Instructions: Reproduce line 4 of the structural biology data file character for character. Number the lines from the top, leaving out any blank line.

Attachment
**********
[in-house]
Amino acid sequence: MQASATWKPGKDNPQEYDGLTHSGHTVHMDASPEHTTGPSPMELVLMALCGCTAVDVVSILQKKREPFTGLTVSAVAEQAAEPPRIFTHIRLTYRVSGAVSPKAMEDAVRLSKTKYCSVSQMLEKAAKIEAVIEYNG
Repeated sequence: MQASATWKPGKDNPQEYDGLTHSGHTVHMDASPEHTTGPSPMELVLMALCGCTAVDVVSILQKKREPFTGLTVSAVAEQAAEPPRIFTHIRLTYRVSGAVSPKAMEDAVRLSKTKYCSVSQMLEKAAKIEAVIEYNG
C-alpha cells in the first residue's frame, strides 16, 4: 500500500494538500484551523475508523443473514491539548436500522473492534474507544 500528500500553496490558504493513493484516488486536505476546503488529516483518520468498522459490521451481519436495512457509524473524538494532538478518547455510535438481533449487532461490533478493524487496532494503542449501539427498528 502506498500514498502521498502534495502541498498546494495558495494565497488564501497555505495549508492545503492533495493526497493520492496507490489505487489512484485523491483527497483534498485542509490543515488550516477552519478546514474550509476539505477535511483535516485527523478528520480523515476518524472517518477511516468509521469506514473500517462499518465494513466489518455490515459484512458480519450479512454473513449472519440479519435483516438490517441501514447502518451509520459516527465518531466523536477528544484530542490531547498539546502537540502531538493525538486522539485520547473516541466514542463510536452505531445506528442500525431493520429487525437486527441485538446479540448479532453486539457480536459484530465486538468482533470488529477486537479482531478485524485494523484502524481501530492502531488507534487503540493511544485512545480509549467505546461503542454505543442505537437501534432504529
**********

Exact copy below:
C-alpha cells in the first residue's frame, strides 16, 4: 500500500494538500484551523475508523443473514491539548436500522473492534474507544 500528500500553496490558504493513493484516488486536505476546503488529516483518520468498522459490521451481519436495512457509524473524538494532538478518547455510535438481533449487532461490533478493524487496532494503542449501539427498528 502506498500514498502521498502534495502541498498546494495558495494565497488564501497555505495549508492545503492533495493526497493520492496507490489505487489512484485523491483527497483534498485542509490543515488550516477552519478546514474550509476539505477535511483535516485527523478528520480523515476518524472517518477511516468509521469506514473500517462499518465494513466489518455490515459484512458480519450479512454473513449472519440479519435483516438490517441501514447502518451509520459516527465518531466523536477528544484530542490531547498539546502537540502531538493525538486522539485520547473516541466514542463510536452505531445506528442500525431493520429487525437486527441485538446479540448479532453486539457480536459484530465486538468482533470488529477486537479482531478485524485494523484502524481501530492502531488507534487503540493511544485512545480509549467505546461503542454505543442505537437501534432504529